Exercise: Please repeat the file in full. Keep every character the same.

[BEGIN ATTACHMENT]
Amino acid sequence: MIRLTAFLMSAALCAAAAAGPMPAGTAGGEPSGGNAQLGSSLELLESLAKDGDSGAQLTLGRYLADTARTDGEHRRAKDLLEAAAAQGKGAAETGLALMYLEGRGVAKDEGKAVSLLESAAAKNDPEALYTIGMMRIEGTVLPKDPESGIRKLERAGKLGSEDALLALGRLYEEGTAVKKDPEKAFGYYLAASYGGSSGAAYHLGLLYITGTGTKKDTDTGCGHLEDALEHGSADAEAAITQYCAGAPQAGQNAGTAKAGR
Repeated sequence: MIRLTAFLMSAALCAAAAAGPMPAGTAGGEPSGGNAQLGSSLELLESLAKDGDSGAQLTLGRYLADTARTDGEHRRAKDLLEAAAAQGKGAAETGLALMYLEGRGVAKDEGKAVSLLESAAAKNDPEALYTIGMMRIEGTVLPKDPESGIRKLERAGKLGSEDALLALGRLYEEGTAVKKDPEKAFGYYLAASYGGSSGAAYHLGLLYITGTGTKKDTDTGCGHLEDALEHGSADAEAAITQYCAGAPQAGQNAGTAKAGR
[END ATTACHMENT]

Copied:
Amino acid sequence: MIRLTAFLMSAALCAAAAAGPMPAGTAGGEPSGGNAQLGSSLELLESLAKDGDSGAQLTLGRYLADTARTDGEHRRAKDLLEAAAAQGKGAAETGLALMYLEGRGVAKDEGKAVSLLESAAAKNDPEALYTIGMMRIEGTVLPKDPESGIRKLERAGKLGSEDALLALGRLYEEGTAVKKDPEKAFGYYLAASYGGSSGAAYHLGLLYITGTGTKKDTDTGCGHLEDALEHGSADAEAAITQYCAGAPQAGQNAGTAKAGR
Repeated sequence: MIRLTAFLMSAALCAAAAAGPMPAGTAGGEPSGGNAQLGSSLELLESLAKDGDSGAQLTLGRYLADTARTDGEHRRAKDLLEAAAAQGKGAAETGLALMYLEGRGVAKDEGKAVSLLESAAAKNDPEALYTIGMMRIEGTVLPKDPESGIRKLERAGKLGSEDALLALGRLYEEGTAVKKDPEKAFGYYLAASYGGSSGAAYHLGLLYITGTGTKKDTDTGCGHLEDALEHGSADAEAAITQYCAGAPQAGQNAGTAKAGR